Thursday, April 30, 2009

Trader Joe Stir Fry and Give-Away #4 Winner(s)

We went to Red Lobster for the first time last night. I was SO shocked because I thought it'd be like a Bojangles serving seafood. A Captain D's twin, but not everything breaded. (Growing up less than 1 mile from the ocean will give you that skewed perception on seafood chain restaurants.)

Johnny's brother-in-law is from Boston, so in the same boat as me = "seafood snob." Johnny's sister said they tried it and he was pleasantly surprised, so I decided to give it a try, too. Plus, we had a coupon and it's got to be better than the frost covered bags of seafood at the grocery store, right?

Sweet holy mother of pearl the biscuits. Why has nobody told me about these before?!? How are these not common knowledge, fawned over publicly? By far, hands down, the absolute best biscuit I've ever eaten. If we weren't in a tackily decorated restaurant chain, I might have done a dance after the first bite!

My meal was absolutely HUGE! I got the Garlic Cream Shrimp and Scallops. A skewer of scallops, TWO skewers of shrimp, a light garlic sauce sparingly drizzled overtop, a massive serving of asparagus, and red potatoes. I also ordered a side of crab legs, so I got to bring home a BIG doggie bag - skewer of shrimp, half the asparagus and potatoes, and a big chunk of crabmeat from the claw.

Johnny had the NY strip with french fries, and both meals came with a salad at the beginning. He couldn't finish all of his steak, so we brought half home.

LEFTOVERS! I'd toyed around with making a stir-fry last night, but we'd ended up going out, but it's a perfect way to use up my extra shrimp and J's half of a steak for tonight's dinner!

White rice - check!
Trader Joe's bag of stir fry veggies - check!
Protein sources for both diners - check check!

Dinner is served!

Now, for the important news! The person who guessed the closest number of gummy bears, without going over was .... Dad! haha :) He sent me an e-mail with his guess, and was off by only THREE! I was super impressed.

Equally impressive was Laura's guess of 40 -- off by only 5 bears! (There were 45 total bears in the glass).

For the 2nd winner, I did a random number thingy and the result was:

Jenn@slim-shoppin said...

Your spaghetti and meatballs look amazing!

I am going to guess 35

Congratulations Laura and Jennifer! Email me at christina at dinneratchristinas dot com with (1) your mailing address and (2) if you would like your banana bread with walnuts, or nut free!!!

Leah is the next BSI host!! She's settling on an ingredient and coming up with a prize, so check her blog over the weekend for the announcement!!!

Head over to Just Sweet Enough for a chance at Sweetie Pie's Prize Pack before Friday at midnight!

I also have a couple product review/recommendations I've meant to post, but keep forgetting!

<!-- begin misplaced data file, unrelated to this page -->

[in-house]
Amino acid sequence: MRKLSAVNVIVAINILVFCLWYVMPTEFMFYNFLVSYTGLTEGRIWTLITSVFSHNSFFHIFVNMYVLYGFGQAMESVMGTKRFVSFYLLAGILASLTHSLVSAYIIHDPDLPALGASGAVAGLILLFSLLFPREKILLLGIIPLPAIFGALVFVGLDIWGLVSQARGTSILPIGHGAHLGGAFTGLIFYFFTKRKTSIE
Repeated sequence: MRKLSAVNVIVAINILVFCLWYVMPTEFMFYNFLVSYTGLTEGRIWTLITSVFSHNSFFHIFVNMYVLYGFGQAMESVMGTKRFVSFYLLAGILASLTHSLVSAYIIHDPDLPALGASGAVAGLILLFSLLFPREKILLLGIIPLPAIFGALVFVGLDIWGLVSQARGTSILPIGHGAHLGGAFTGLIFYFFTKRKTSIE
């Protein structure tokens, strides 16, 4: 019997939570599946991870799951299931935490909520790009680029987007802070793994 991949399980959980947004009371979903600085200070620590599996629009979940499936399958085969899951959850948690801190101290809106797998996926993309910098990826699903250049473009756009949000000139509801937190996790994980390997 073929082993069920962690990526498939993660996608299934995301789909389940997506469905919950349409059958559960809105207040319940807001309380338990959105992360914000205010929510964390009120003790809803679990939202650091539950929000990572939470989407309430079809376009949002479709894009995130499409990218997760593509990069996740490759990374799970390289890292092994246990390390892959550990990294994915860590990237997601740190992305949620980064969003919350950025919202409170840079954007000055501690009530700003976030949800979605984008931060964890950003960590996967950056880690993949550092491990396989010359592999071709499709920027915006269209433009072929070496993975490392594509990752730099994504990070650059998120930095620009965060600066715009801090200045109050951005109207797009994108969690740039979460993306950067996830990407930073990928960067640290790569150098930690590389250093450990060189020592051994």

I used my Kashi free frozen entree coupon and decided on Chicken Florentine. For a frozen meal, it was SURPRISINGLY good. I'd give it a 4.5/5. The only issues I had with it were 1) mushrooms - but that's a personal thing and I just picked them out and 2) the spinach having been frozen and then microwaved leaked a lot of its excess water into the dish. Near the end it started being kind of soupy and green, which was unappetizing. Other than that, the portion size was huge and there were real, quality ingredients in there, not chopped up bits of unrecognizable pieces. I don't eat frozen meals daily, but they are a great option for work, so it was nice to find a brand that I like and can trust. More than once I've heated up a meal from some random company and it was inedible, either from taste or quality - that's frustrating! After seeing Kashi's quality and ingredients, I'm positive that would never happen with their brand!

On a whim, I bought this little container of Hill Country Peach Champagne Sorbetto from Talenti. They make gelatos and sorbettos that are gluten free, vegan, dairy free, HFCS free, fat free, green Earth, and all natural. WOW! is all I have to say. The short list of ingredients were all things I recognized and the flavor was out of this world. A fresh pop of natural peach that wasn't too sweet with a warm aftertaste of the champagne tingle. So smooth and refreshing! The only beef I have is the hefty $4.50 price tag for a pint-sized container, but I savored it slowly for a week, having just a little indulgence each night.

Monday, April 27, 2009

Couscous Stuffed Acorn Squash

I had such luck the last time I stuffed acorn squash, that I decided to give it another go!

This time, instead of baking the squash in the oven, I microwaved it. There was no difference, except shaving about 45 minutes off the cooking time (and saving lots of electricity) so a convert to microwaving I now am! (And apparently channeling Yoda.)

I also cooked the chicken with different vegetables this time (green peppers), and instead of whole grain rice, used couscous.


1 acorn squash
1 box of Near East couscous, flavor of your choice (some have whey, others don't)
2 thin sliced chicken breasts, chunked
1/2 green pepper, chopped
2 Tbsp pine nuts, toasted

First, I cut the acorn squash in half and put both halves in the microwave with plastic wrap over the top. I microwaved on high for 8 minutes and they came out juicy and tender. I left them in there until ready to assemble the plates, so they wouldn't get cold.

Next, I prepared the couscous (toasted pine nut flavor) according to package instructions. I also toasted a couple of tablespoons of extra pine nuts in a dry pan for garnish over the top. The pine nuts in the couscous package cook with everything in the pot, so they tend to be more on the mushy side, versus crunchy and nutty.